spawn_link/2

spawn_link(Mod::atom(), StartF::function()) -> pid()



Equivalent to proc_lib:spawn_link(StartF). This function also initializes the plain_fsm meta-data.

spawn_opt/3

spawn_opt(Mod::atom(), StartF::function(), Opts::list()) -> pid()



Equivalent to proc_lib:spawn_opt(StartF, Opts). This function also initializes the plain_fsm meta-data.

spawn_opt/4

spawn_opt(Node::atom(), Mod::atom(), StartF::function(), Opts::list()) -> pid()



Equivalent to proc_lib:spawn_opt(Node, StartF, Opts). This function also initializes the sysFsm meta-data.

start_opt/4

start_opt(Mod::atom(), InitF::function(), Timeout::integer(), Opts::list()) -> {ok, pid()} | {error, Reason}



Similar to proc_lib:start(M,F,A, Timeout, Opts).

This function works in a similar fashion to proc_lib:start/5, but takes a fun instead of a {M,F,A} argument.

InitF() may return one of the following:

  • {reply, Reply, Cont}, where Reply will be sent back to the parent, and Cont is a continuation function with no arguments.
  • {noreply, Cont}, which sends no ack message back to the parent (presumably, this is done elsewhere in the code then).

store_name/1

store_name(Name::term()) -> ok



stores an internal name for the FSM (for sys:get_status()). This can be used if the FSM were started as an anonymous process (the only kind currently supported). Note that this function does not register the name. The name stored is the one that shows up in sys:get_status/1. No restriction is made here regarding the data type.

tail_apply/5

tail_apply(F::Fun, OldVsn, Module, ContF, S) -> NEVER_RETURNS



Helper function to dispatch blocking calls as tail calls. During code change, it can be a problem that processes lie in blocking calls - say, e.g., to gen_tcp:connect(...). If the module is reloaded, the calling function will still be on the call stack, and may eventually get the process killed (as the VM only holds two versions of the module).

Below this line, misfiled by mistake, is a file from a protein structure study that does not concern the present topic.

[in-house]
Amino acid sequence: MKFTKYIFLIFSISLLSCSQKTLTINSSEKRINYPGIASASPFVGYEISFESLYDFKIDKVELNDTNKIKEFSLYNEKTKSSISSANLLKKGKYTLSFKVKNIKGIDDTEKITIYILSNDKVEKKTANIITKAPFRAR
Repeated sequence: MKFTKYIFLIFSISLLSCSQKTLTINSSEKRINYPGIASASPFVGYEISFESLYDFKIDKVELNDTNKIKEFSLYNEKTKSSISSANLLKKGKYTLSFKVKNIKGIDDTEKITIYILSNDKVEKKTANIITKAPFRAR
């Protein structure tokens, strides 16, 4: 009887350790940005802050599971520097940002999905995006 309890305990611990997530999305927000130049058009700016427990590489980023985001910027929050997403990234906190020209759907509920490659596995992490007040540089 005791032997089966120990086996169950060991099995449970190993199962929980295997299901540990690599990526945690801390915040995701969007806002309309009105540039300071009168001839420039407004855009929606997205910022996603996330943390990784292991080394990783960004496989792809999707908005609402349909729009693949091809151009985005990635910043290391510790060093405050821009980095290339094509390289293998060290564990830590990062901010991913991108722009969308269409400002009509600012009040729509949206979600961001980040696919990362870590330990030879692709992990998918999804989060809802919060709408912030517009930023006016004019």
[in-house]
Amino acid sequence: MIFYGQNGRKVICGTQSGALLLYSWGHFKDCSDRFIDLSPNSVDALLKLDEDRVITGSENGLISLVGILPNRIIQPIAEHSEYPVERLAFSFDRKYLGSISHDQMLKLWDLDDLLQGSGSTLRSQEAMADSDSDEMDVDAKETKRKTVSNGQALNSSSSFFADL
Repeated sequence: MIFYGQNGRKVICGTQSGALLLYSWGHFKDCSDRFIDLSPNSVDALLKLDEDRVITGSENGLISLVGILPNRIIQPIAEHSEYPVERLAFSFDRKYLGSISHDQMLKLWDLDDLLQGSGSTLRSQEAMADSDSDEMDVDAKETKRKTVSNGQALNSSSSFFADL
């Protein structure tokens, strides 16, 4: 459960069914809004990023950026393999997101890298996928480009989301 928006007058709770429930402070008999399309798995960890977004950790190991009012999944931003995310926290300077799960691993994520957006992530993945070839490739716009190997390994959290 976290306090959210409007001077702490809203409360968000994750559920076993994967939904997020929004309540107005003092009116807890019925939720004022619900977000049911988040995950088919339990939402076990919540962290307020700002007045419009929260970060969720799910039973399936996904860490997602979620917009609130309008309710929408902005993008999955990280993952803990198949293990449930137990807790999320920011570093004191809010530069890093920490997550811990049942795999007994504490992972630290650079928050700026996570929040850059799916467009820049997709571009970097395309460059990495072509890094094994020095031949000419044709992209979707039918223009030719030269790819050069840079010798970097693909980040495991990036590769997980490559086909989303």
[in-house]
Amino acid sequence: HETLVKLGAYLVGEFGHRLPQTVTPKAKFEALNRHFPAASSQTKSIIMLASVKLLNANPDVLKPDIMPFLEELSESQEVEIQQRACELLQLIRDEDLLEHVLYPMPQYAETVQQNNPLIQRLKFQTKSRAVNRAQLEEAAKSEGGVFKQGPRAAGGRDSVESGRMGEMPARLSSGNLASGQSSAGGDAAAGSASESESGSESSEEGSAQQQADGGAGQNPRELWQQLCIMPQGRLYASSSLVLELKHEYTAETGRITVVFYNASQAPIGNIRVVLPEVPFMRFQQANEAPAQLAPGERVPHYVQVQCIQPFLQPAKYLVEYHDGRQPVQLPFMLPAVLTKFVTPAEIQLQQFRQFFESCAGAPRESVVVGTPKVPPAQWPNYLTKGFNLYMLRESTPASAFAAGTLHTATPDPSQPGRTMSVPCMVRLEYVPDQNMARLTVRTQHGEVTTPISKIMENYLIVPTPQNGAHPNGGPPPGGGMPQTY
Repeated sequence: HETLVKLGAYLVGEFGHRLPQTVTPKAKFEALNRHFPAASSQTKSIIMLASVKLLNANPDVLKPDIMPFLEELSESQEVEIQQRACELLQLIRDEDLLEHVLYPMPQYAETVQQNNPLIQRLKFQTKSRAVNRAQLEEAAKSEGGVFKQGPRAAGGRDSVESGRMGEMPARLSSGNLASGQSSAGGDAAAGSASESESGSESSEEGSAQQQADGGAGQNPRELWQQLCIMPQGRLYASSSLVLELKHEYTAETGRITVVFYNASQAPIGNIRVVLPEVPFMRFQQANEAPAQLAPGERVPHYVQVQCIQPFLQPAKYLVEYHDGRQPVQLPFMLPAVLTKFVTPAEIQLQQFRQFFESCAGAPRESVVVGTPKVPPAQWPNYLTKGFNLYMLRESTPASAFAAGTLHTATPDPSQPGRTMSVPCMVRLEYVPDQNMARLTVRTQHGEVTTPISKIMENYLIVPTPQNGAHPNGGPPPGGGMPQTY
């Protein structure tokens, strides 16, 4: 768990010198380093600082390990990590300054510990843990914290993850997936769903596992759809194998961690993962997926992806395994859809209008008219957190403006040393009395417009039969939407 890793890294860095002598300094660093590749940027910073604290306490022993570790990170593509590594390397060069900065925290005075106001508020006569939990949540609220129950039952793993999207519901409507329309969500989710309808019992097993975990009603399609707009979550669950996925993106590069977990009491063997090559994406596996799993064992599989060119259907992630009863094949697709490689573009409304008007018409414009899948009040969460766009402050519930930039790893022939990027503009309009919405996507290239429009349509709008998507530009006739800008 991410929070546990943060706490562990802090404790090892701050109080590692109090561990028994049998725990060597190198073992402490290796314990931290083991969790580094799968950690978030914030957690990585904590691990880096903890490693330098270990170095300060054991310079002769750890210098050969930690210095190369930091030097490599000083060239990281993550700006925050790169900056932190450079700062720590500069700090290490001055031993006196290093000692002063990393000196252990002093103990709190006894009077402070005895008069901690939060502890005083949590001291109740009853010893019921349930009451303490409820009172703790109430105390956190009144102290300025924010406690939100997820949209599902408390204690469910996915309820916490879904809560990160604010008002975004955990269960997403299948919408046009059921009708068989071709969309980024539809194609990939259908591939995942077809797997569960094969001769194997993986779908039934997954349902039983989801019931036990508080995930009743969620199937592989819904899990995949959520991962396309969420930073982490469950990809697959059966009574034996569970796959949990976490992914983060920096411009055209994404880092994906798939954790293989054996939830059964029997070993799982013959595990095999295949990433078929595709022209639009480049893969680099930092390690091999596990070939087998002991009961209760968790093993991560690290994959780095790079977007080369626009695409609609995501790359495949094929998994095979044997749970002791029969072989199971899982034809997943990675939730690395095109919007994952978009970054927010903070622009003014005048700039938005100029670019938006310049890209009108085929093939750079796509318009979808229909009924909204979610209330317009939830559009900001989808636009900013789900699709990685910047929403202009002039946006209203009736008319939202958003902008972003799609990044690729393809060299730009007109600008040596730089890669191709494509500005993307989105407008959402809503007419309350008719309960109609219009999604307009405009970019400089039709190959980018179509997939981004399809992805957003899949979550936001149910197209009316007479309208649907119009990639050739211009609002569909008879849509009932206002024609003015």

This function is most easily called using the macro ?tail_apply(F, ContF, S), which expands to

  plain_fsm:tail_apply(F, ?MODULE:data_vsn(), ?MODULE, ContF, S)

In this case, ?MODULE:data_vsn() will have been automatically generated by plain_fsm, or is manually updated whenever the internal representation of the state S is changed.

ContF represents an exported function in the calling module, ContF(Status, Result, S) Status :: ok | error Result :: fun() | any()

If the call to Fun() fails, the exception (throw, error or exit) will be caught, and Result will be a fun (arity 0), which can be called to "re-throw" the exception. This way, the continuation function can catch exceptions in its own try/catch pattern.

'Status' will be error if Fun() fails, otherwise ok.

Thus, the simplest implementation of ContF would be:

  ContF(ok, Result, S) ->
      handle_result(Result, S);
  ContF(error, E, _S) ->
      E().

Note that this solution does not throw away the call stack, as e.g. a call to hibernate/3 does. Thus, it is basically only tail-recursive as regards the calling function, placing plain_fsm:tail_apply/5 on the call stack rather than a function in the user module.

wake_up/5

wake_up(OldVsn, Module, M, F, A) -> any()